BERLIN, Conn. (AP) — Months before the 2014 Special Olympics Connecticut Winter Games began, Bud Meyers, a retired Connecticut Light and Power worker left his home outside Hardy, Neb., for the 1,500-mile drive to Simsbury to make snow and do other jobs.
He's made the trip every year since 1993.
The Special Olympics on Saturday and Sunday have drawn more than 250 athletes. They are joined by hundreds of volunteers, coaches and spectators.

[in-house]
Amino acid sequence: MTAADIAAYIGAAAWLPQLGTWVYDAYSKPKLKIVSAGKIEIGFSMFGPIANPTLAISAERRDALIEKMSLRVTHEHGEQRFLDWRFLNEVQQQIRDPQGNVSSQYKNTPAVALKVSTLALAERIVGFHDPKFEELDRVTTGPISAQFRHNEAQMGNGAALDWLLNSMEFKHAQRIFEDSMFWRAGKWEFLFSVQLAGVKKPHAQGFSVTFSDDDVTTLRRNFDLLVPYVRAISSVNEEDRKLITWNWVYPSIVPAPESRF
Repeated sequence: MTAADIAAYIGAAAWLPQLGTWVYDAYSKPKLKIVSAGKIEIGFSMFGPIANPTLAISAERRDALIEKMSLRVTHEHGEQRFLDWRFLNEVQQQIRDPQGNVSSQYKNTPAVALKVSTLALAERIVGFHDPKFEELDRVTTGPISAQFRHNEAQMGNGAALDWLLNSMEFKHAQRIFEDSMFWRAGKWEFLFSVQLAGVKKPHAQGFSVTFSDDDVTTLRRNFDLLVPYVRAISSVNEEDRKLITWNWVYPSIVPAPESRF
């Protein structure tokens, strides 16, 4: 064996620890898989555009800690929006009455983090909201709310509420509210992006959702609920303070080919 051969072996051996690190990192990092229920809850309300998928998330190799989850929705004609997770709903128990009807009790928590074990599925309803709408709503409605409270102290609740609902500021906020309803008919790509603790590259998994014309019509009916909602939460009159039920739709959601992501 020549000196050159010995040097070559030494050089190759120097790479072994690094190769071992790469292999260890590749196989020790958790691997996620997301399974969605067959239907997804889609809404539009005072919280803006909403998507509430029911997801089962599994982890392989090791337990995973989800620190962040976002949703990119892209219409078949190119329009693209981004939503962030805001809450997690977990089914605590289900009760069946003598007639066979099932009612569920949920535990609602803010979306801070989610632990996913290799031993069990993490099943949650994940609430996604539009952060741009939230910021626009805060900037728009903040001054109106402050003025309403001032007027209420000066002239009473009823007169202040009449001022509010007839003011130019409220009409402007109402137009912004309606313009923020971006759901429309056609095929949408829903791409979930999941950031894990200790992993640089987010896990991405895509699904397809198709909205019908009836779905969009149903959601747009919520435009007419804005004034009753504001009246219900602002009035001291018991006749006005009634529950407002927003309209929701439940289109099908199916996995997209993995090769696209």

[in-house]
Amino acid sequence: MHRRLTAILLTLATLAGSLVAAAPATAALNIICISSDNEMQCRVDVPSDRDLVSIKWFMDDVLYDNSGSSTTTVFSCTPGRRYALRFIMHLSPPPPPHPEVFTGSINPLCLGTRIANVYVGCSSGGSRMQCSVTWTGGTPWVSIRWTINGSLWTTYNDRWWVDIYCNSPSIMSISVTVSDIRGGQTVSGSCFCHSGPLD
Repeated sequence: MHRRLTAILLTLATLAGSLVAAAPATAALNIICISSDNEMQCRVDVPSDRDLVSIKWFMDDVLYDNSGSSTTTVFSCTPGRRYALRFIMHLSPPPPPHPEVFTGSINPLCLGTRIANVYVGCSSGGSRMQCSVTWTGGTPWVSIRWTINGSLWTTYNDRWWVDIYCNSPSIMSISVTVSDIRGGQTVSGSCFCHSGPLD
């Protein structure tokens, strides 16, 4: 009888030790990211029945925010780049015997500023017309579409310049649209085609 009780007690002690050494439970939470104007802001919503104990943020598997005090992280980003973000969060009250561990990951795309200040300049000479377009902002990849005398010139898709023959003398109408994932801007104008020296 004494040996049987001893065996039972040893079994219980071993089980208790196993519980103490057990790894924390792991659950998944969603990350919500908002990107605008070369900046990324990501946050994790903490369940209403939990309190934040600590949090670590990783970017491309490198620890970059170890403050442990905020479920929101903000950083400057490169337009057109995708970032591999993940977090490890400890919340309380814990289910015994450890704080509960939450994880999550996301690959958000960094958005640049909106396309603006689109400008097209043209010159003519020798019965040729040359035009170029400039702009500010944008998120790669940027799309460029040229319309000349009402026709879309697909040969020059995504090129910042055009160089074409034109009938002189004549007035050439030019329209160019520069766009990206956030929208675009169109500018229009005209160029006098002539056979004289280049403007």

The cross-country skiing and snowshoeing athletes rely on Meyers and volunteers who are connected to CL&P and parent company Northeast Utilities, to make snow if real snow doesn't fall.
Meyers, who worked at CL&P from 1960 to 1993, says he volunteers to help the developmentally disabled athletes who participate.
Meyers arrived in Connecticut on Dec. 28 and will head home on Tuesday.